Last week we talked about investing in a camera bag to best hold your lens and DSLR kit. This week, we'll look at what it takes to keep your setup steady. The tripod is, for many photographers, a necessary support system. But it doesn't have to be a clunky, dreaded piece of equipment.
Most photographers will, at one time or another, need a tripod. Whether you shoot in low light, with a super telephoto lens, want to capture the movement of flowing water with a slow shutter speed (but want the rest of the image sharp), shoot in a studio, or have a penchant for macro photography, you're going to want to add a tripod to your gear bag.
Mix 'n' Match TripodSome tripods come with a head to attach your camera to, while other "modular" tripods require that you buy a separate head. Tripods with a fixed head tend to feature pan-tilt heads, but we prefer ball heads for their versatility. Typically, modular tripods are higher-end products, because they cater to a more advanced photographer.
The pictured Vanguard ALTA PRO 264 AT Tripod ($134.92 via coupon code "ABESAVES5" with free shipping, a low by $25) for example is a sturdy tripod that extends up to 5 feet and features a multi-angle central column system that adjusts to 25, 50, and 80-degree angles. This tripod can also hold up to 15 lbs., although it lacks a head. You can always pick one up that suits your needs, like the Vanguard GH-100 Pistol Grip Ball Head ($99.99 with free shipping, a low by $35). It features an ergonomic handle, dual-locking quick shoe mechanism, and 360-degree horizontal movement and 90-angle tilt. Note however that it has a smaller load capacity than the tripod, at just 13.2 lbs.
If you want to switch quickly between tripod and handheld shooting, also consider a tripod with a quick release plate, which allows you to attach one part to the camera and the other to the tripod for smooth mounting and dismounting from the tripod.
Medium Duty TripodOne of the most important tripod specifications is the tripod's height when fully extended. At barely 5'3", I'm short enough to work with smaller tripods, but if you're over 5'8", be sure the tripod will put the camera's viewfinder at eye level. For taller folk, consider the pictured Polaroid 72" Tripod ($39.99 with free shipping, a low by $3) which extends up to 6 feet and features a sturdy but lightweight setup that boasts a 3-way pan-head with two quick-releases, and closes to a compact size of 28".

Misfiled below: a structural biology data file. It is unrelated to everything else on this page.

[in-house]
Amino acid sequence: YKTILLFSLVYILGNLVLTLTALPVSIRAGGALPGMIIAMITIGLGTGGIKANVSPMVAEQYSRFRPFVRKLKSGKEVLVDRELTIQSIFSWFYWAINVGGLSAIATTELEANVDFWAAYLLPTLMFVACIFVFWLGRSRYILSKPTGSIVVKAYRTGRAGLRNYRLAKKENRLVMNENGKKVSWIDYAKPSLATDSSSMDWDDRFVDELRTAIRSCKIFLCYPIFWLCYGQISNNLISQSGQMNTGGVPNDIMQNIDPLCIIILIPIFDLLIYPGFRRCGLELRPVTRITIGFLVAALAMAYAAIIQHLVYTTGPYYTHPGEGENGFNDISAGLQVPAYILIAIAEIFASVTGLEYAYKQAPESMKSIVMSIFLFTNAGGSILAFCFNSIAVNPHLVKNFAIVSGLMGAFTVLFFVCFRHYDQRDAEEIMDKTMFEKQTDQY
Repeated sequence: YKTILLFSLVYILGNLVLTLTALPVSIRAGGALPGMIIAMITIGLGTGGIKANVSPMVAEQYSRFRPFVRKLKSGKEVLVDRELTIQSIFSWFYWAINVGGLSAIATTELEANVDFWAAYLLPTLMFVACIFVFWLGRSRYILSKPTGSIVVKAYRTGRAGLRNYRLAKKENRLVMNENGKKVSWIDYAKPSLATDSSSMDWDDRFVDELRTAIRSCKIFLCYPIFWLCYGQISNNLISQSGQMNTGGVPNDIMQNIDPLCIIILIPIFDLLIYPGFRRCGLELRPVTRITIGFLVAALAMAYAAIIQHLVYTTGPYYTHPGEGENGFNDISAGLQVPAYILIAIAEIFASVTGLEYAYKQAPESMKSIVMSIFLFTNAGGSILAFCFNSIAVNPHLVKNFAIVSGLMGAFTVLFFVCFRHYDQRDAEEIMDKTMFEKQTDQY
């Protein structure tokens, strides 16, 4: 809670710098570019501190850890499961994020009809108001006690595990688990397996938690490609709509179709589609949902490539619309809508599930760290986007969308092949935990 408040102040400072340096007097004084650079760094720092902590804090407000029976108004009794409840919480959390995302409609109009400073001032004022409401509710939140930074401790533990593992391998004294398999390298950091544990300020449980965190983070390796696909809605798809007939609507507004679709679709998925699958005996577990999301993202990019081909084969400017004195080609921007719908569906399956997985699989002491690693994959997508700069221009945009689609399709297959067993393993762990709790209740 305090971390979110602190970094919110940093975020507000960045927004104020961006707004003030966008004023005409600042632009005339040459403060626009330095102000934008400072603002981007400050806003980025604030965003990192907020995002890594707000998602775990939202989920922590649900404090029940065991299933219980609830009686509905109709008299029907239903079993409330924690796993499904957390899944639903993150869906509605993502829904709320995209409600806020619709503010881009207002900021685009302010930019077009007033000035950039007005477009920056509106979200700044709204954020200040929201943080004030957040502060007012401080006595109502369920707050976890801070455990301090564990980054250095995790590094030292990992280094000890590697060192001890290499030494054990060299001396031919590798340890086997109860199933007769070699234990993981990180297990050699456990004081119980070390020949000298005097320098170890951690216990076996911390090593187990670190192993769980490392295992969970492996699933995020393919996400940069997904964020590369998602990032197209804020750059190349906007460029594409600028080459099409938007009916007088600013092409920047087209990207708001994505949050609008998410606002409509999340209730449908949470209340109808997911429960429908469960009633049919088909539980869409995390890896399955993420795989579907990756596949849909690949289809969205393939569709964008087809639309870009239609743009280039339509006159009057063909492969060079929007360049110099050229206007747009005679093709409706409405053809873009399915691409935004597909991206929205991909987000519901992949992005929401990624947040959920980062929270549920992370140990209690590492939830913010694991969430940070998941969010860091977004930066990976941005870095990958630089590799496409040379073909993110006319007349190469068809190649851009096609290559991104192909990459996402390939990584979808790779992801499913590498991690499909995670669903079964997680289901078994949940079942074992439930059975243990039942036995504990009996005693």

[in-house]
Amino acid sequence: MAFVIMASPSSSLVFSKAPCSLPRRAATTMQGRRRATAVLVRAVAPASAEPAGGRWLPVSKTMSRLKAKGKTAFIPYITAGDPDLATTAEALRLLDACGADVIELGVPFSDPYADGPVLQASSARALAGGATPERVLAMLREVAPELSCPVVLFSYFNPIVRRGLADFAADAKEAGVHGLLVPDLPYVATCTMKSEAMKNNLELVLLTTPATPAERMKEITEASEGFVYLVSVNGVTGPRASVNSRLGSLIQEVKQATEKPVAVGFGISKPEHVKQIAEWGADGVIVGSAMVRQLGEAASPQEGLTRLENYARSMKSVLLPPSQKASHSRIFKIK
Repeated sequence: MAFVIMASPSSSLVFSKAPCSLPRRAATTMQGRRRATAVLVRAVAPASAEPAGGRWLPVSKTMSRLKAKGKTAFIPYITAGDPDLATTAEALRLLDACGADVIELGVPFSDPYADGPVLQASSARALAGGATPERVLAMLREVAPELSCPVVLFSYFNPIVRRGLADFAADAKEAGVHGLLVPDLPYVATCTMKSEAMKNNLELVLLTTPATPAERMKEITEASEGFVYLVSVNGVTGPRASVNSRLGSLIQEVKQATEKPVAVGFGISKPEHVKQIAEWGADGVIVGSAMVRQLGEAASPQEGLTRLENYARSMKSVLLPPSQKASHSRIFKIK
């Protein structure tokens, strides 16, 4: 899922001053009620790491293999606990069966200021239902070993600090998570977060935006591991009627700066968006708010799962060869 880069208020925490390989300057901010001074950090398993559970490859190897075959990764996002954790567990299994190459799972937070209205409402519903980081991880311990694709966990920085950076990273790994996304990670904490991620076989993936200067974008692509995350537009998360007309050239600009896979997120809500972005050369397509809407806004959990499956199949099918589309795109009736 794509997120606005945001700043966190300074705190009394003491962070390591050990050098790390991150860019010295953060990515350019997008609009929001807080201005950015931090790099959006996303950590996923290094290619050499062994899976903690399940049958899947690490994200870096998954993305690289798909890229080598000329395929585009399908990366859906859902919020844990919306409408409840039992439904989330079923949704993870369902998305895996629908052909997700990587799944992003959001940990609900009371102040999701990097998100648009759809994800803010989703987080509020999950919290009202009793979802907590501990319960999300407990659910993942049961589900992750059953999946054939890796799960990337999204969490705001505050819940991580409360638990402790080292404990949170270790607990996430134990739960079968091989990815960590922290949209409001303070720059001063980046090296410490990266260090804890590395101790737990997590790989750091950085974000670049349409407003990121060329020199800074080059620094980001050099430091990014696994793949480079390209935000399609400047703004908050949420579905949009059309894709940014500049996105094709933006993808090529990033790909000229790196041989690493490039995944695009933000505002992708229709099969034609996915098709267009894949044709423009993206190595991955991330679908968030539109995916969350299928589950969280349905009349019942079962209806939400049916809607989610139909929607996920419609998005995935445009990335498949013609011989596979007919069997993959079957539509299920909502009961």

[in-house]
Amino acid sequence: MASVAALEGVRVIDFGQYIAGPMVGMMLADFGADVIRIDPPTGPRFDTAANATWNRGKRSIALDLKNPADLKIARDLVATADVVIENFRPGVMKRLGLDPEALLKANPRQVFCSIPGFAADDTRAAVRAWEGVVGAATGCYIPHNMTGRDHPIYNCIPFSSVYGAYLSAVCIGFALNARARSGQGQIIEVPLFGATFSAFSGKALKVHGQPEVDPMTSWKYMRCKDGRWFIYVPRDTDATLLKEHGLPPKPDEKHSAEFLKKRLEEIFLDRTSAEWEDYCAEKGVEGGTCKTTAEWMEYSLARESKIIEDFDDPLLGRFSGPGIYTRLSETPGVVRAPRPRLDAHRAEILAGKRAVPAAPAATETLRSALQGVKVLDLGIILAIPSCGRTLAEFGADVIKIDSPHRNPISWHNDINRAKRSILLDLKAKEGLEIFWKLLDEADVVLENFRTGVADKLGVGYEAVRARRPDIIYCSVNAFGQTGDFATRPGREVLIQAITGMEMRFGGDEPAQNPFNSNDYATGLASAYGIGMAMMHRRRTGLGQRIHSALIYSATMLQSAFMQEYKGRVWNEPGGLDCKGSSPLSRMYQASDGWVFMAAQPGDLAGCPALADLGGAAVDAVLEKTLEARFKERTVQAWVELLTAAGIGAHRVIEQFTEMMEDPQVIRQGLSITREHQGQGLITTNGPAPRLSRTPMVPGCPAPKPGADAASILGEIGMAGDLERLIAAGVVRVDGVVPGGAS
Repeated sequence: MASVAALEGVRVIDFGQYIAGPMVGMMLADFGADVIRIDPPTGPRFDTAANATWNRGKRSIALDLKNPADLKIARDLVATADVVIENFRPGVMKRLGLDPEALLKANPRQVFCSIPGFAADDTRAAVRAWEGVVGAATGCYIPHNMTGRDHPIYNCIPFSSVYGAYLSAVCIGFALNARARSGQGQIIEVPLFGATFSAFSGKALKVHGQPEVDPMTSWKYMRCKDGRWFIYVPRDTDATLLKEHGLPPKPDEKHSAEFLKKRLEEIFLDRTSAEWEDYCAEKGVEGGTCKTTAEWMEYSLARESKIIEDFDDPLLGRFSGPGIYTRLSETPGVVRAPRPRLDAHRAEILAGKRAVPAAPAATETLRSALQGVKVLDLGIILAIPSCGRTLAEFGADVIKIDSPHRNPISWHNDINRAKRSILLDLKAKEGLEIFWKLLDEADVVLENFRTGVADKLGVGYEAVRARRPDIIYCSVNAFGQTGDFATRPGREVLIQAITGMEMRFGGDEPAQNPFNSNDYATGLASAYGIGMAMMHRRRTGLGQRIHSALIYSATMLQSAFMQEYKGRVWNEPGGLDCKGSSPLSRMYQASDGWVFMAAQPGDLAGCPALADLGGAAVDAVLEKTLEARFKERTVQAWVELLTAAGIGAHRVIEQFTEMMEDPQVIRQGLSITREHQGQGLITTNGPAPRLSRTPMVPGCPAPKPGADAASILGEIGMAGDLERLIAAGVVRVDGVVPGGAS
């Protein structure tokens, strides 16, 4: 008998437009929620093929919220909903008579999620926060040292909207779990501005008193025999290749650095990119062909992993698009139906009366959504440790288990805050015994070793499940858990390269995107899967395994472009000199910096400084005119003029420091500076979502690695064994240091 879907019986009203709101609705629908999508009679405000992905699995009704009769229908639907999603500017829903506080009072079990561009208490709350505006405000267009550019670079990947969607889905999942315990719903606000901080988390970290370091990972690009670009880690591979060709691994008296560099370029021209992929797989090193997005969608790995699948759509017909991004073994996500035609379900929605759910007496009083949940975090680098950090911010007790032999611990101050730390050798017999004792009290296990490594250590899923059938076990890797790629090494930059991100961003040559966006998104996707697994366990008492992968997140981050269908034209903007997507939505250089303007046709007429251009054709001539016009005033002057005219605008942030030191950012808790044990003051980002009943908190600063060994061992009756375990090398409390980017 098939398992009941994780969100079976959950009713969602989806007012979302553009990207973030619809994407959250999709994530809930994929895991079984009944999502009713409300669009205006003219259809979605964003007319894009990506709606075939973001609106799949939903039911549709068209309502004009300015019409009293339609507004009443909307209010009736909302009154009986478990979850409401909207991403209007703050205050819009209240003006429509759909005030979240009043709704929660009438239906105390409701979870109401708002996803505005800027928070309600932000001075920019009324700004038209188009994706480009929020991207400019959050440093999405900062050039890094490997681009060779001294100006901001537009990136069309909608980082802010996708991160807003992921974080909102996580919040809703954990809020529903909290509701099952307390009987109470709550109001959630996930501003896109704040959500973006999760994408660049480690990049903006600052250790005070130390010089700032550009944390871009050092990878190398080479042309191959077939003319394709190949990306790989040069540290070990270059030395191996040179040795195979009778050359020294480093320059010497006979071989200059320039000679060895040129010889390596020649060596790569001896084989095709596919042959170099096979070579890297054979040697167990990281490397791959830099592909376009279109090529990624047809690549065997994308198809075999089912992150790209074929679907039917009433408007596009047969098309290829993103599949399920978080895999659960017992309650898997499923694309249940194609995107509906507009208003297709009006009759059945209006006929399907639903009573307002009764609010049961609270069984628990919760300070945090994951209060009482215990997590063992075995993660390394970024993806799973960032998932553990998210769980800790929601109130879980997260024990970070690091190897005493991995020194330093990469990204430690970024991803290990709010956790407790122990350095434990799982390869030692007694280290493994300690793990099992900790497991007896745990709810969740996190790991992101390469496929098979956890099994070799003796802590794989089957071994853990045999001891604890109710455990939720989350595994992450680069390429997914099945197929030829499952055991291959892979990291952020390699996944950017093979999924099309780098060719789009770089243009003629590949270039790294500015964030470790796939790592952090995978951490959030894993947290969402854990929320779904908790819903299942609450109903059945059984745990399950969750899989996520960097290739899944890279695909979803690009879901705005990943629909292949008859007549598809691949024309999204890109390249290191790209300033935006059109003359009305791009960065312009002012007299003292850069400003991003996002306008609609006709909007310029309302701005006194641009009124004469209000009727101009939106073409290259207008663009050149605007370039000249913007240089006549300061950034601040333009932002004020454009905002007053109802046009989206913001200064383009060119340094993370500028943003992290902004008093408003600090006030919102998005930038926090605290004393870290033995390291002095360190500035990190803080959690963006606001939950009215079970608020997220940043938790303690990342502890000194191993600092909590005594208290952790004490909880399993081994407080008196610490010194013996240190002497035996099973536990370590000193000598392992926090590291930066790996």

It's also imperative that your tripod can hold the weight of your camera, battery, and heaviest lens. You don't want your tripod to tip when you change the angle you're shooting at either, so look for a setup that locks into place. If you're using the Smith-Victor Pro-4000 Heavy Duty Tripod with Pro-4 3-Way Head ($129.95 with free shipping, a low by $27) you can be sure that this tripod's 18-lb. load capacity will hold your DSLR and lens securely in place.
Portable 'PodIf you travel a lot or hike long distances, be sure to consider the weight of the tripod as well. A compact, transportable, lightweight tripod like the Targus 8 Section Aluminum Travel Tripod ($16.99 with free shipping, a low by $1) extends up to 42", but folds into an easy-to-cary 11" bundle.
If you're big into shooting in macro, consider a smaller tripod that can hold your camera steady while getting up close and personal with flowers, insects, and the like. The above-pictured Joby GP3-01EN Gorillapod SLR-Zoom Tripod ($32 with free shipping, a low by $3) for example features flexible segmented legs that can wrap securely to a nearby tree branch, fence, park bench, or anything else that's convenient. Plus, it's super lightweight at just 8.5 oz. Note that it will only support a camera setup of up to 6.6 lbs.
Beyond needing a tripod to safely hold your camera, every photographer wants to have a bit of fun sometimes, which includes getting in front of the lens. While the Quickpod Slim Handheld Extendable Tripod ($17.95 with free shipping via Prime, a low by $14) can't hold more than a point-and-shoot, it lets you take great self portraits by extending horizontally to 38". It may not be an accessory for a serious photographer, in that it won't work with an SLR, but there's no shame in wanting to occasionally preserve yourself in your photographs as well.
Adding a tripod to your camera kit can expand your photographic repertoire in just a few clicks. From offering stability in low light to helping capture the minute details of nature, a tripod can be a photographer's best friend. And the stands we've listed here are just a few of the options out there, but keep in mind the height, weight, and portability of any tripod before you buy.
Front page photo credit: Matt Denton Photo